• Sandra Howe

When is it OK to Break the Rules?

Notation needs rules, so we know exactly what sheet music is telling us. We must remember, however, that notation is not music. Music is free from rules. It can be created in any number of ways. Notation’s only function is to explain the sounds on paper and we, as musicians, need to interpret this. Getting stuck in the rules of notation as a musician is something we must avoid.

Notation has rules, Music has no rules

When I was a child I was learning a piece of music and although I could play it, I was struggling as it didn’t sound like music to me. It sounded strange. I had the rhythm right and the notes correct but I just didn’t ‘get it’. I will never forget when I heard it played by another student – I was in awe that this person had taken this piece and made it sound like the music it was supposed to be. They had seemed to read between the lines and understood something about the piece of music that I didn’t.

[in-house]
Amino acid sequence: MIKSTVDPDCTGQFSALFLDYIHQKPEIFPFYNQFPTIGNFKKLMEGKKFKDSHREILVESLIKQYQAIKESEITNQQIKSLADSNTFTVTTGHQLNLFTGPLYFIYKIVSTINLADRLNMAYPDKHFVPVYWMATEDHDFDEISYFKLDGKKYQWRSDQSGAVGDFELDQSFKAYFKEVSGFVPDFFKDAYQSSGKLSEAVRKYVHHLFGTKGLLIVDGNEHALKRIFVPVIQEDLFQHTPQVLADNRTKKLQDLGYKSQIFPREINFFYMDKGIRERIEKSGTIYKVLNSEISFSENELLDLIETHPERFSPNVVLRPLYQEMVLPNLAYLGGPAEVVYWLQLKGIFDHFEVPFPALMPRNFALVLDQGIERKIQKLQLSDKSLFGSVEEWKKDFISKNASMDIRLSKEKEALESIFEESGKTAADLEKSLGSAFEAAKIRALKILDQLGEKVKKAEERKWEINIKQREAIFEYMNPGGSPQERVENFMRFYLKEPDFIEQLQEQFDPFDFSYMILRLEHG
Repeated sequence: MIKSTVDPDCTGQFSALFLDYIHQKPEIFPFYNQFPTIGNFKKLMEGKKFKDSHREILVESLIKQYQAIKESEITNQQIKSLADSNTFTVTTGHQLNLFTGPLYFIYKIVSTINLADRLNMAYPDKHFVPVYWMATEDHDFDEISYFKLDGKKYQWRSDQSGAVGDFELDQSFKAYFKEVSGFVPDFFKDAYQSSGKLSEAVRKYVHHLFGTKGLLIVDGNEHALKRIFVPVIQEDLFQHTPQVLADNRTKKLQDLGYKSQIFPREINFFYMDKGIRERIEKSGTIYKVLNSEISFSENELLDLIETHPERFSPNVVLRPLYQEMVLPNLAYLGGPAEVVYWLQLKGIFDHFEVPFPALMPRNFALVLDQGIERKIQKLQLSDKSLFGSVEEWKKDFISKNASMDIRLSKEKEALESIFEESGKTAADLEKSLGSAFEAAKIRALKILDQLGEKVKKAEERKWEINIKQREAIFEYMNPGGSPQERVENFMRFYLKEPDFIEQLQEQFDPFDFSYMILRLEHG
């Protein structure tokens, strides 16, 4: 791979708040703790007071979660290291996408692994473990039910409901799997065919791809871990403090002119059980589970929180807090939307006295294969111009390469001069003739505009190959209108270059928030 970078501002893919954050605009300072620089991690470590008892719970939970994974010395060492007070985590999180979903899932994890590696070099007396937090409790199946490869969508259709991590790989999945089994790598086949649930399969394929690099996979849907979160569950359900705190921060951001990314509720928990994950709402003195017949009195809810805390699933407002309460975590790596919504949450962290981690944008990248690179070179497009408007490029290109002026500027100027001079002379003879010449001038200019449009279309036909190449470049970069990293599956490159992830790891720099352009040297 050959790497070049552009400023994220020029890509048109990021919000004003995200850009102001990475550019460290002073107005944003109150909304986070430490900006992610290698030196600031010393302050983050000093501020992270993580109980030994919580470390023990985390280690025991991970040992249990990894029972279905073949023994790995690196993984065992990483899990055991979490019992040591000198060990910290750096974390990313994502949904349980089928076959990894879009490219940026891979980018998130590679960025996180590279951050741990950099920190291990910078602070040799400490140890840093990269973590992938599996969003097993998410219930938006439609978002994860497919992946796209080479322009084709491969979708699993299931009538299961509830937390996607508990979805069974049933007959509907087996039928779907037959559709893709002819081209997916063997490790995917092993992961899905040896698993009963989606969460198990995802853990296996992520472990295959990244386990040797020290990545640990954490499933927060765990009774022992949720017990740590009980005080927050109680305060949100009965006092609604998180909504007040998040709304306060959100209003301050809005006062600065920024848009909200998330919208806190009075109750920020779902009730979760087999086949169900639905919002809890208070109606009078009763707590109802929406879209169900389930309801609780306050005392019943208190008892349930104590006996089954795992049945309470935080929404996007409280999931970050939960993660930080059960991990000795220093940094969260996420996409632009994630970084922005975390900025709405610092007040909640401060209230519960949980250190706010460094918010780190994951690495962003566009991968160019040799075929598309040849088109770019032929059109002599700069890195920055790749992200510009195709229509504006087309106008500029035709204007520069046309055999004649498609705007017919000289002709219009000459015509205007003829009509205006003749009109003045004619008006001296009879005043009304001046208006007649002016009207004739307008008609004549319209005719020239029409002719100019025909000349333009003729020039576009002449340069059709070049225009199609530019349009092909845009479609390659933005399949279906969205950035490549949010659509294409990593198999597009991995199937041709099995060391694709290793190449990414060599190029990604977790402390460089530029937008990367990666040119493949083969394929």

Music is an idea, an emotion, a communication, it has a character and a story – notation tries to explain this, and it does a pretty good job but there will always be gaps, in the same way that notation cannot really explain a swung rhythm, notation cannot explain everything, musicians fill those gaps. We can study the history, the context of a piece of music. We can also understand the genre and character. We can even use our imagination to create a new story for the piece that fits our understanding of the music.

Notation is not flawed. It is what it is, and it does its job well. But we must understand that we cannot blindly follow the rules of notation without joining the dots and understanding the picture as a whole.

Then we can decide what rules to follow and what rules to bend or break to enhance our performance.

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